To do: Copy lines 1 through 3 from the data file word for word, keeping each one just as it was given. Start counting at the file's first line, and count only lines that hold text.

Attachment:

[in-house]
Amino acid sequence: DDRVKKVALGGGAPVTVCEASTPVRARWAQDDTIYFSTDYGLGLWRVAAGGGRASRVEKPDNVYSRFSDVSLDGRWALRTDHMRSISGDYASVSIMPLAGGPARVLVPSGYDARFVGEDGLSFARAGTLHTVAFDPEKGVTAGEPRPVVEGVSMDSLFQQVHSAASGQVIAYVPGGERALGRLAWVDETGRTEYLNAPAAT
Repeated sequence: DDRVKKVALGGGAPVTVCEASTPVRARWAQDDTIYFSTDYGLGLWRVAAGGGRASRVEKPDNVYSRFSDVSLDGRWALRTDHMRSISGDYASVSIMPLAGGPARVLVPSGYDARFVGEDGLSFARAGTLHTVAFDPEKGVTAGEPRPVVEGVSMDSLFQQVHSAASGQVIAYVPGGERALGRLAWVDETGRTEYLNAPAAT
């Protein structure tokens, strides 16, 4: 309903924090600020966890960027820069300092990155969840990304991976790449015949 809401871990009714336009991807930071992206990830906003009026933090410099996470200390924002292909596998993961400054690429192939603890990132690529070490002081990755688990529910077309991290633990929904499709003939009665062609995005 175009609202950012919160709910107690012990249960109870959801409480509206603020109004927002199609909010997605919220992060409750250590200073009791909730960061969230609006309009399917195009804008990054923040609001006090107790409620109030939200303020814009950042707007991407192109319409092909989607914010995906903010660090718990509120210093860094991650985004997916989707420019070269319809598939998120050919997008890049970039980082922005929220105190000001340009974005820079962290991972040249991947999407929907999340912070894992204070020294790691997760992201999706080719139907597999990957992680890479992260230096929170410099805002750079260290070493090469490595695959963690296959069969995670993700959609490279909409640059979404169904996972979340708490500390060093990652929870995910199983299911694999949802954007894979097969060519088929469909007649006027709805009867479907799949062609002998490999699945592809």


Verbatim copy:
[in-house]
Amino acid sequence: DDRVKKVALGGGAPVTVCEASTPVRARWAQDDTIYFSTDYGLGLWRVAAGGGRASRVEKPDNVYSRFSDVSLDGRWALRTDHMRSISGDYASVSIMPLAGGPARVLVPSGYDARFVGEDGLSFARAGTLHTVAFDPEKGVTAGEPRPVVEGVSMDSLFQQVHSAASGQVIAYVPGGERALGRLAWVDETGRTEYLNAPAAT
Repeated sequence: DDRVKKVALGGGAPVTVCEASTPVRARWAQDDTIYFSTDYGLGLWRVAAGGGRASRVEKPDNVYSRFSDVSLDGRWALRTDHMRSISGDYASVSIMPLAGGPARVLVPSGYDARFVGEDGLSFARAGTLHTVAFDPEKGVTAGEPRPVVEGVSMDSLFQQVHSAASGQVIAYVPGGERALGRLAWVDETGRTEYLNAPAAT